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1informal A child's term for a bird.
- ‘I do have pet birdies!’
- ‘Those little birdies now have hope because of you.’
- ‘I love birdies just as much as you love horses and used to breed and sell parakeets all the time, but I've since slowed down and am left with a few offspring.’
- ‘I have some pet birdies -- a red factor canary and two green singer finches.’
- ‘His cartooning never condescends to its subject, even when he's drawing his pitiful owl terrifying the birdies he wants to play with.’
2A score of one stroke under par at a hole.as modifier ‘he finished with a birdie two on the 18th’
- ‘After an eagle and six birdies Westwood needed to birdie the 433-yard last to equal the course best of 63.’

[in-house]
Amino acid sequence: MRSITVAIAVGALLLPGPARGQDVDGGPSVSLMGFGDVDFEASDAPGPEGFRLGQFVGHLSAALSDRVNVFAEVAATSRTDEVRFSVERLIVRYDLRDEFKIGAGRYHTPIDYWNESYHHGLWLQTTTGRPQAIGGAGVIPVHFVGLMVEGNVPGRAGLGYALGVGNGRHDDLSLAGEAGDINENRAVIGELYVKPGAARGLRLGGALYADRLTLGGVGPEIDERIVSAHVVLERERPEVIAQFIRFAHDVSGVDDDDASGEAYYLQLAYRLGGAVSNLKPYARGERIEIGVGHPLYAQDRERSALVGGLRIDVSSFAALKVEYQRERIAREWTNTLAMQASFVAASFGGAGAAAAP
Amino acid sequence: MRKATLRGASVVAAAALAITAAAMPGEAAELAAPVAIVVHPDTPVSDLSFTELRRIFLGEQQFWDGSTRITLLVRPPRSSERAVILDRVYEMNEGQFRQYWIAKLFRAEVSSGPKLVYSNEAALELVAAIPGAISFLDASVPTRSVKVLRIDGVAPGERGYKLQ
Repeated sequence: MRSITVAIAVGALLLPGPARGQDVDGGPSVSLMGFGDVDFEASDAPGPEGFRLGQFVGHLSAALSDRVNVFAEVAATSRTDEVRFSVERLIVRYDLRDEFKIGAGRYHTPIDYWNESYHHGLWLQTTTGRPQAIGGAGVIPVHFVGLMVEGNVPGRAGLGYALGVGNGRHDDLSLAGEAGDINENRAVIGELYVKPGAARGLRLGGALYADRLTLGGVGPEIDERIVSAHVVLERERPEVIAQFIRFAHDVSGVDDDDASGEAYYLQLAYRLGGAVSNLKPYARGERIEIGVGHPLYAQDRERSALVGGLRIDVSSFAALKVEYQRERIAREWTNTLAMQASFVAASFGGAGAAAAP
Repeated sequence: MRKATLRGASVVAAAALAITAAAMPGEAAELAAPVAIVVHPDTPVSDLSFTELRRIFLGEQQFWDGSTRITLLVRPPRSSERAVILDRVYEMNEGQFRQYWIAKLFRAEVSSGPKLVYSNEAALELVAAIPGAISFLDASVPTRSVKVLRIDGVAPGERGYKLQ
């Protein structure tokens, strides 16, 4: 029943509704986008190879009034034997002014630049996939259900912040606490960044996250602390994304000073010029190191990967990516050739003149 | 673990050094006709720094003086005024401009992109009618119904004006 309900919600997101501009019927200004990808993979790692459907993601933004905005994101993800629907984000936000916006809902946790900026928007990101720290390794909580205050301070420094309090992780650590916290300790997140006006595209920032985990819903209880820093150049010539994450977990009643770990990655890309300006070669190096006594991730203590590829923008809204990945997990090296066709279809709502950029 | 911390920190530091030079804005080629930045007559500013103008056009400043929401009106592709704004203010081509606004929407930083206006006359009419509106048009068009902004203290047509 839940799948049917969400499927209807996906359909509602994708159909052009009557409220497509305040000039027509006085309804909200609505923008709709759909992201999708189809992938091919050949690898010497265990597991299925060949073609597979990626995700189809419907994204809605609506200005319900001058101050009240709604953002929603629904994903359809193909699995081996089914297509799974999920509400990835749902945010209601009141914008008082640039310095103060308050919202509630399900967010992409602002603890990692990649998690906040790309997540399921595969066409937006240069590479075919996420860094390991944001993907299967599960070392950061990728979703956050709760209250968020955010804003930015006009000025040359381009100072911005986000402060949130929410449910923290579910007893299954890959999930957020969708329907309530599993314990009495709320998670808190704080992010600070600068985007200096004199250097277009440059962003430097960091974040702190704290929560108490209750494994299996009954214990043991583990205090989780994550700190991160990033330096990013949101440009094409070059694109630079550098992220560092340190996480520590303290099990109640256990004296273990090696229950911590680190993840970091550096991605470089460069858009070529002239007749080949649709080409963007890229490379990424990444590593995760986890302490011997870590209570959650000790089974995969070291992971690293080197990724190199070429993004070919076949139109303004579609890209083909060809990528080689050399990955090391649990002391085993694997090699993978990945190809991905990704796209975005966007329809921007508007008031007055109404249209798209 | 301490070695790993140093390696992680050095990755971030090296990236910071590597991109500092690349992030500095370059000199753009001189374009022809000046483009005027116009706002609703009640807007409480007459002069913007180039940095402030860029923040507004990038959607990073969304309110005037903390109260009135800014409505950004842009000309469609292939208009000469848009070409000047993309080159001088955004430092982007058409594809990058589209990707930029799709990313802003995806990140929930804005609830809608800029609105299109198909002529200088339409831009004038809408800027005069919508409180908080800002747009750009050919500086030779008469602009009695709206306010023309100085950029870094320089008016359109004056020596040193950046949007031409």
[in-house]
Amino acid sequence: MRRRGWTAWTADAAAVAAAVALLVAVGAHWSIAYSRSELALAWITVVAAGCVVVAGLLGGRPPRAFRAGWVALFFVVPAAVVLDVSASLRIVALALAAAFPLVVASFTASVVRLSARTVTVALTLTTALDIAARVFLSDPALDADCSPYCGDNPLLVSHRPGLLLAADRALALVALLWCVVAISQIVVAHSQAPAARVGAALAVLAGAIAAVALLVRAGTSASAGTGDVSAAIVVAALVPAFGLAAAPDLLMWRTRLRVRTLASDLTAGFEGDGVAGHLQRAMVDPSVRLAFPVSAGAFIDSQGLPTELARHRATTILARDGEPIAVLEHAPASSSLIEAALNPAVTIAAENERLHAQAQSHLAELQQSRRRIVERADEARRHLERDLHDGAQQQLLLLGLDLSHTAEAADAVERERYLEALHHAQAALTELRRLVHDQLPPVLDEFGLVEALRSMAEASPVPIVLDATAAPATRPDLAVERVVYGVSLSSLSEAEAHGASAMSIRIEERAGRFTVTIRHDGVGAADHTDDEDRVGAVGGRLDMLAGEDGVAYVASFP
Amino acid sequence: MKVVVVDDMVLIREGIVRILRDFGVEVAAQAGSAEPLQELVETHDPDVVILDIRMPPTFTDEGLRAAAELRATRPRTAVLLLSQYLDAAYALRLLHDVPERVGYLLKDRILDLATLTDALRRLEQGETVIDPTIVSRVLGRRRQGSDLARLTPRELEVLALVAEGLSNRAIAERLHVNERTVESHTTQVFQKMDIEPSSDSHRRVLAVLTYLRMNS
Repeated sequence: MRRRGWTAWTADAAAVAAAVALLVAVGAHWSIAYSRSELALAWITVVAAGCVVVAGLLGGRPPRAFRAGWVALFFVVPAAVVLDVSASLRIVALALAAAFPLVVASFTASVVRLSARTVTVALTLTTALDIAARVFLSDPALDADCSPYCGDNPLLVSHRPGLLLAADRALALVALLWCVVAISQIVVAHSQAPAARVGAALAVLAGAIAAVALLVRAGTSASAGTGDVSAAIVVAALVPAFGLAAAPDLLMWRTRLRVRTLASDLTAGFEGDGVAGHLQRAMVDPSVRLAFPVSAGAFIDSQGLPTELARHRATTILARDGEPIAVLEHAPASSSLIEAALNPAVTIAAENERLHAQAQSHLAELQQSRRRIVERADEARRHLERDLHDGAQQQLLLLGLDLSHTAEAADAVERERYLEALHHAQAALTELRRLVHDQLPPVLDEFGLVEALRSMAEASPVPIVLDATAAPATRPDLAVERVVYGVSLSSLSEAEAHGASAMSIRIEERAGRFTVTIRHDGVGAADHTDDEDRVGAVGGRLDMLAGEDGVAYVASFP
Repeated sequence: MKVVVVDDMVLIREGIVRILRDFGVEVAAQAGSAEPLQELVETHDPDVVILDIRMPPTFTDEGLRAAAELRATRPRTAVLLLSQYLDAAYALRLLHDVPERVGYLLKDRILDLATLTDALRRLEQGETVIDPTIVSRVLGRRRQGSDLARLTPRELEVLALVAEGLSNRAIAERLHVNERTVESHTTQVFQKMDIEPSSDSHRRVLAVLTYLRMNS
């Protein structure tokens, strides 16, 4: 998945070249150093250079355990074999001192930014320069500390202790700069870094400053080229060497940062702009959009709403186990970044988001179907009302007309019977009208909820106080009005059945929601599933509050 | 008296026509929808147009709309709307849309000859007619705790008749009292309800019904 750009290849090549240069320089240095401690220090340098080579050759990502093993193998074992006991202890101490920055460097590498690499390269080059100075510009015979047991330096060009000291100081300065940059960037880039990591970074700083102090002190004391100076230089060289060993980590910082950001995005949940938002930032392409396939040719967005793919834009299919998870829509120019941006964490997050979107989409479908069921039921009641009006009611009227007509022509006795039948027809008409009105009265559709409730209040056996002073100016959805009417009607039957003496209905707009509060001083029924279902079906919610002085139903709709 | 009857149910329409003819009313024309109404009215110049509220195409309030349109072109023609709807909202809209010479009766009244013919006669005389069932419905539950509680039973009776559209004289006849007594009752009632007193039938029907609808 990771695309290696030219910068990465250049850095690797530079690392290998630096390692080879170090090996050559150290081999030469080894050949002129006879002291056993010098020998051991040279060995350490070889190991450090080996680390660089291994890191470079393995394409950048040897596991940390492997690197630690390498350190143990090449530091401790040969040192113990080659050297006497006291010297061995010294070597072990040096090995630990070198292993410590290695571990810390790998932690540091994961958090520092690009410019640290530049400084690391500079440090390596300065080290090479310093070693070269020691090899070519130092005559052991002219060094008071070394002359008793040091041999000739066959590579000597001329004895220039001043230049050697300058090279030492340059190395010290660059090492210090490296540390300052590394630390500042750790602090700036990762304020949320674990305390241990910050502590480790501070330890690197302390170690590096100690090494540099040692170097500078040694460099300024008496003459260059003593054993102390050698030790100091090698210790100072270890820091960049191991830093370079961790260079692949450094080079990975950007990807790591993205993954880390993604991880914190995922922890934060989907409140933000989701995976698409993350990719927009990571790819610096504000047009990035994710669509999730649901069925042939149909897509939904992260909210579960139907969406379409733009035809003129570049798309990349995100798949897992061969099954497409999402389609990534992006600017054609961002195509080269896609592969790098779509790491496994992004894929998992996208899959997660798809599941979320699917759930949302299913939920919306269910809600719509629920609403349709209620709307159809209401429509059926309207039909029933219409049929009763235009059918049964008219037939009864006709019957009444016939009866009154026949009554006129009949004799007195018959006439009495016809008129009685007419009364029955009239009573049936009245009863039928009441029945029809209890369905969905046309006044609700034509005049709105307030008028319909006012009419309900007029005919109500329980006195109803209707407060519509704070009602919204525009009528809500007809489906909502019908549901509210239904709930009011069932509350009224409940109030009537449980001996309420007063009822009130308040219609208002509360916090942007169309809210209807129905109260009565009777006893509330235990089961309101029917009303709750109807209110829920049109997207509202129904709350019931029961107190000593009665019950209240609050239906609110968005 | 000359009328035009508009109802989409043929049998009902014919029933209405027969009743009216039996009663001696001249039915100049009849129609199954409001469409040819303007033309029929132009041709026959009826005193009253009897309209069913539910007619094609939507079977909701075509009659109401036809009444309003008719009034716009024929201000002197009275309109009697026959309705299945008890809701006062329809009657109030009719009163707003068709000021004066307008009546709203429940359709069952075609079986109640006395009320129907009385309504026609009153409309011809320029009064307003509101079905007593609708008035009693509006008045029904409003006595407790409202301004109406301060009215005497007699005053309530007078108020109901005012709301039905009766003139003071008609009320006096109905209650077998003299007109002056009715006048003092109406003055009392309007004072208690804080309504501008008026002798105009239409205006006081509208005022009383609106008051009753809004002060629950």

- ‘O'Malley stopped Raphael Jacquelin making it two French wins in a row on the European Tour with a closing 66 highlighted by an eagle and four birdies in a seven-hole stretch around the turn.’
- ‘Casey went out at 8.31 and this was a day when the early birds caught the birdies.’
- ‘But after packing nine birdies and an eagle into an astonishing round, she suddenly leapt into contention.’
- ‘On the last hole of the 1986 Masters, needing only a par to tie Jack Nicklaus and a birdie to win outright, his iron shot flew far right of the green again.’
Play (a hole) with a score of one stroke under par.‘Drummond birdied the 16th and 17th for a 73’
- ‘I parred the hole and won by two shots over Gil Morgan, who birdied the final hole.’
- ‘Tiger Woods birdied the final hole to take an outright lead after a high-scoring first round of the US Open in Long Island.’
- ‘Woods teed-off, birdied the first hole and began his assault on the leaderboard.’
- ‘It brought him a 69, taking him to six under par and into the joint lead before Michael Campbell birdied the same hole.’
- ‘The final day started well enough for the American as he birdied the opening hole to move to seven-under par for the tournament.’
Late 18th century: diminutive of bird; the golf term from US slang bird, denoting any first-rate thing.
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